This may sound like a cheesy blow off, but, honestly? From lots of different sources. Back when I was still in school I had to keep track of my citations. Now that I’ve graduated, I’ll admit, I’ve gotten a bit lax in that department.
The stuff on the cultural importance of the blade is verified from a couple different anthropology texts. Any entry level text on Shinto should talk about that, and most entry level texts on Japanese politics should at least discuss the basics. The implications tend to be a bit harder to extract.
The material the sword is made from comes from a lot of sources. I mentioned that in an earlier post, but the takeaway is, the difficulty Japan had with mineral resources is very well documented. It was instrumental to their behavior during WWII, so, if you’re wanting to check my work, ironically, that’s a good place to start. I mentioned Chalmers Johnson’s early East Asian studies, but I don’t know how much of that’s readily accessible (what I read of his early work was while I was still in college). Anything he’s written after about 1990 is very much American Foreign Policy, it’s interesting, but not what you’re looking for.
My discussion on the blade’s stylistic weaknesses is comparative observation of weapons technology. Make no mistake, I am making an argument here, this isn’t something I found someone else saying.
As I mentioned, the folding technology was something that existed in Europe as early as 800 BC, it was abandoned as European technology advanced. I skimmed over it when I was putting together the European swords set, simply because it’s a weird footnote that complicates the historical narrative. From a history standpoint, it’s an important advancement, but from a writing standpoint, it’s probably not.
I know I spot checked my recollection with a websearch, but I’ve come across information on Celtic longswords in multiple places for years. If it isn’t accurate, it’s a fiction that’s been gleefully accepted by academia.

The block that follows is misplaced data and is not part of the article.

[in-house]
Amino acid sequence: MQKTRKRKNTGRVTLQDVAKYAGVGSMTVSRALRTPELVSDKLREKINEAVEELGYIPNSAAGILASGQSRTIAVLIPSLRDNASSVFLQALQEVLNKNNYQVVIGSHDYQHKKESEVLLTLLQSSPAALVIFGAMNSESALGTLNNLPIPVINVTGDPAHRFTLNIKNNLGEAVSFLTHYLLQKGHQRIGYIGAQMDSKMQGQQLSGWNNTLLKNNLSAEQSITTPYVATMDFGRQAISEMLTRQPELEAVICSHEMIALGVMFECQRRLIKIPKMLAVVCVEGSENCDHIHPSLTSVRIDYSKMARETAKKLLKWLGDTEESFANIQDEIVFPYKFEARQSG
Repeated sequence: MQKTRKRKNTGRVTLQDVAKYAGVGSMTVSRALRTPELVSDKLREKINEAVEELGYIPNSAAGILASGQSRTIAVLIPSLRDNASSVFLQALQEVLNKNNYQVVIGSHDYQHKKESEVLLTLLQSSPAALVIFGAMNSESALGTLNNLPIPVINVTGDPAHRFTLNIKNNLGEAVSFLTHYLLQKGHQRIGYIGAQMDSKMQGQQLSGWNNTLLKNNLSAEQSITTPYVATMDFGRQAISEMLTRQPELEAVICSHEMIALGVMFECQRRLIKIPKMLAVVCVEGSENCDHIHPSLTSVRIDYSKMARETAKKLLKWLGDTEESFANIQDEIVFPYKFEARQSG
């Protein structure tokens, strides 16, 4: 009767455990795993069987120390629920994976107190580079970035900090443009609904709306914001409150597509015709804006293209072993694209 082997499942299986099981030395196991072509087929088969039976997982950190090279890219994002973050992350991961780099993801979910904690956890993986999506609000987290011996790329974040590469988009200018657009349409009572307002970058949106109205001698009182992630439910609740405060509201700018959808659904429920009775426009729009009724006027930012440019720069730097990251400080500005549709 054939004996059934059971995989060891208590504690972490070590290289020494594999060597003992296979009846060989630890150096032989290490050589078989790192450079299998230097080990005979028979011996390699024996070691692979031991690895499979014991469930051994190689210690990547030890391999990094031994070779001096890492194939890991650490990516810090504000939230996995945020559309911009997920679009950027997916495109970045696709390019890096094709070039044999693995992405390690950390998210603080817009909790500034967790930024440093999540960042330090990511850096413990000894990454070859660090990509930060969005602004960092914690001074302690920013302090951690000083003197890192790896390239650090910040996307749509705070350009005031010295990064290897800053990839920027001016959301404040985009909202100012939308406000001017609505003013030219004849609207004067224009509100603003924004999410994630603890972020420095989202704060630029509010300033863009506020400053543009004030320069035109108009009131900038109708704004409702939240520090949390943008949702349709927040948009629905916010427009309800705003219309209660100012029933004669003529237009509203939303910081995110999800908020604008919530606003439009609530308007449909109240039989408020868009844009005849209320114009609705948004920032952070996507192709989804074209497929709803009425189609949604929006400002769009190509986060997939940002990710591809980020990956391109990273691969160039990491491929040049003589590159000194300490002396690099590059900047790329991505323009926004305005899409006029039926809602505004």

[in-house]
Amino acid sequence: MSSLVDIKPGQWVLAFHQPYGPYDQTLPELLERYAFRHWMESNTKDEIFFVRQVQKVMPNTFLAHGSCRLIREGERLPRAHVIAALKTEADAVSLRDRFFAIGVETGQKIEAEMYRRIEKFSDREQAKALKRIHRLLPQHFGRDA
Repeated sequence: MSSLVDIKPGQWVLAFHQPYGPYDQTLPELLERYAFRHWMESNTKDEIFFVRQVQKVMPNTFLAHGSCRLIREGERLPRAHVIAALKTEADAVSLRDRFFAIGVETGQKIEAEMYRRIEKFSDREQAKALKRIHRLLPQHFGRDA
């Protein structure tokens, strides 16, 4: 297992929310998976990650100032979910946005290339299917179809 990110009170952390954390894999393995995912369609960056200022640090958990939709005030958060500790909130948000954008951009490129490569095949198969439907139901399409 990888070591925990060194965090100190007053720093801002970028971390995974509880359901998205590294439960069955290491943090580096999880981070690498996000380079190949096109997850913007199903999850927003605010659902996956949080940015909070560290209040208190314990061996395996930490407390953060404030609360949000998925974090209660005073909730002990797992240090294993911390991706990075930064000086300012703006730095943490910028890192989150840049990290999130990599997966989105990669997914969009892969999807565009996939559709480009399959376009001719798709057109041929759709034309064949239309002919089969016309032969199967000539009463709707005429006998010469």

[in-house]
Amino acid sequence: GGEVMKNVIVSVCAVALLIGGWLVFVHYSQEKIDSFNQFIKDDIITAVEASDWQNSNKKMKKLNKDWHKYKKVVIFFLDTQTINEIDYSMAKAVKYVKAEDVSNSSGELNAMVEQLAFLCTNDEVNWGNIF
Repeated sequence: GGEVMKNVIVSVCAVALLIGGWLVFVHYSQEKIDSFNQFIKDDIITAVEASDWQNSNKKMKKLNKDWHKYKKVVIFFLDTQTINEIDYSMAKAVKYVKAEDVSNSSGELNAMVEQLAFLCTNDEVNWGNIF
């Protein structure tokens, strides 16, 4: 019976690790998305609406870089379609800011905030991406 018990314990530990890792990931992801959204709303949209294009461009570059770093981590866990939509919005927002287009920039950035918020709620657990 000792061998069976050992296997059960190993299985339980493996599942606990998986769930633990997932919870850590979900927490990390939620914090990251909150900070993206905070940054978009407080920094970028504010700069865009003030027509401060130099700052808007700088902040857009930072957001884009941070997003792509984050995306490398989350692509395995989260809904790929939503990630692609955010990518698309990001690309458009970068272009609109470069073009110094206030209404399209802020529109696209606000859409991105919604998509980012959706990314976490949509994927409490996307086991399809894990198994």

Similarly, I ran a quick search to verify my recollections on the Katana’s structural weakness, but I’ve seen this in a lot of sources over the years.
When I’m talking about the stylistic weaknesses; well, this is what you’re not going to like. I’m doing comparative analysis. As you’re well aware, Iaido is a very insular form; that is to say, your opponent will be wielding either a katana or a stand in for one. (As far as I know) you won’t be practicing Iaido against someone armed with sais or nunchaku. It’s just not part of the form. To say nothing of going toe to toe with someone in steel plate armed with a bastard sword.
On top of that Iaido isn’t really a killing form; it’s an attempt to revive Iaijutsu in the modern era.
But, when people are writing characters using a katana, they’re usually going to set them in contexts outside of the strict historical setting. With that in mind, I’m looking at the way the Katana is used in Kendo, and comparing it to German school fencing.
There’s an obvious retort; like Iaido, Kendo is a modern reconstruction of a dead form, so it’s possible the Samurai used a radically different form in combat, but that’s somewhat unlikely. Because of the expense in producing the blades (historically), and their (relative) fragility, the weapon has some serious limits.
As with Iaido and Kendo, German School Fencing is something of a reconstruction. It draws from historical training manuals that have survived. So, again, there’s a risk that the information we’re working on is wildly inaccurate. For one thing, modern German School Fencing is far less afraid of blade on blade contact, than historical combatants would have been willing to risk.
Also, I should point out something, in case I wasn’t clear; when I’m saying the Katana is relatively slow, I mean in comparison to a European longsword. Because of the nature of military conflict in Europe, the weapons that evolved are particularly vicious, in contrast, Japan had a very static and isolated culture, which actually reversed weapon innovations in favor of the status quo. Off hand, and since Michi asked me about it earlier today, Jared Diamond’s Guns, Germs, and Steel talks a lot about this in the context of Japan’s abandoning guns in the fifteenth century, because it disrupted their cultural structure. It’s also a good starting text when talking about what drives military development.
I am sorry, I can’t draw from a single source and say, “yeah, I got it all from here.” By training, I’m an analyst. I pull from a lot of different sources and put it together, all I can do is invite you to follow me, and poke around all over the place for the pieces.